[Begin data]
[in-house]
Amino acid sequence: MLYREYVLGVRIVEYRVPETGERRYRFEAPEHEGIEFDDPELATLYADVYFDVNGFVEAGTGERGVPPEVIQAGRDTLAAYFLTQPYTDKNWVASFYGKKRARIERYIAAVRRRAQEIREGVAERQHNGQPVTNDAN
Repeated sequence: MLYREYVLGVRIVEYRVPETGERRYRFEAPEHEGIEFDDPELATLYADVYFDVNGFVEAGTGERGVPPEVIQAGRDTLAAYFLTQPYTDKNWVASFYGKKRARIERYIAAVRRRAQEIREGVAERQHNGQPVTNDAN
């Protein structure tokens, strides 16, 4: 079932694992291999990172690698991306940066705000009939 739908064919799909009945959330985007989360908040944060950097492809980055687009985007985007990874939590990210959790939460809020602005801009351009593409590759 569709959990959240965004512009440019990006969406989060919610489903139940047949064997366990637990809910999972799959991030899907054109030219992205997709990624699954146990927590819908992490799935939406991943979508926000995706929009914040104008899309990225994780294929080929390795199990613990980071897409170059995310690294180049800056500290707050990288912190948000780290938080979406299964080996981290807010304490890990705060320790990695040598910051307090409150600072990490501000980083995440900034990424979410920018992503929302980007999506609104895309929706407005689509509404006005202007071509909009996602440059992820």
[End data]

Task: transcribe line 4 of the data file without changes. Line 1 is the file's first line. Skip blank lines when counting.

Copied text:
């Protein structure tokens, strides 16, 4: 079932694992291999990172690698991306940066705000009939 739908064919799909009945959330985007989360908040944060950097492809980055687009985007985007990874939590990210959790939460809020602005801009351009593409590759 569709959990959240965004512009440019990006969406989060919610489903139940047949064997366990637990809910999972799959991030899907054109030219992205997709990624699954146990927590819908992490799935939406991943979508926000995706929009914040104008899309990225994780294929080929390795199990613990980071897409170059995310690294180049800056500290707050990288912190948000780290938080979406299964080996981290807010304490890990705060320790990695040598910051307090409150600072990490501000980083995440900034990424979410920018992503929302980007999506609104895309929706407005689509509404006005202007071509909009996602440059992820």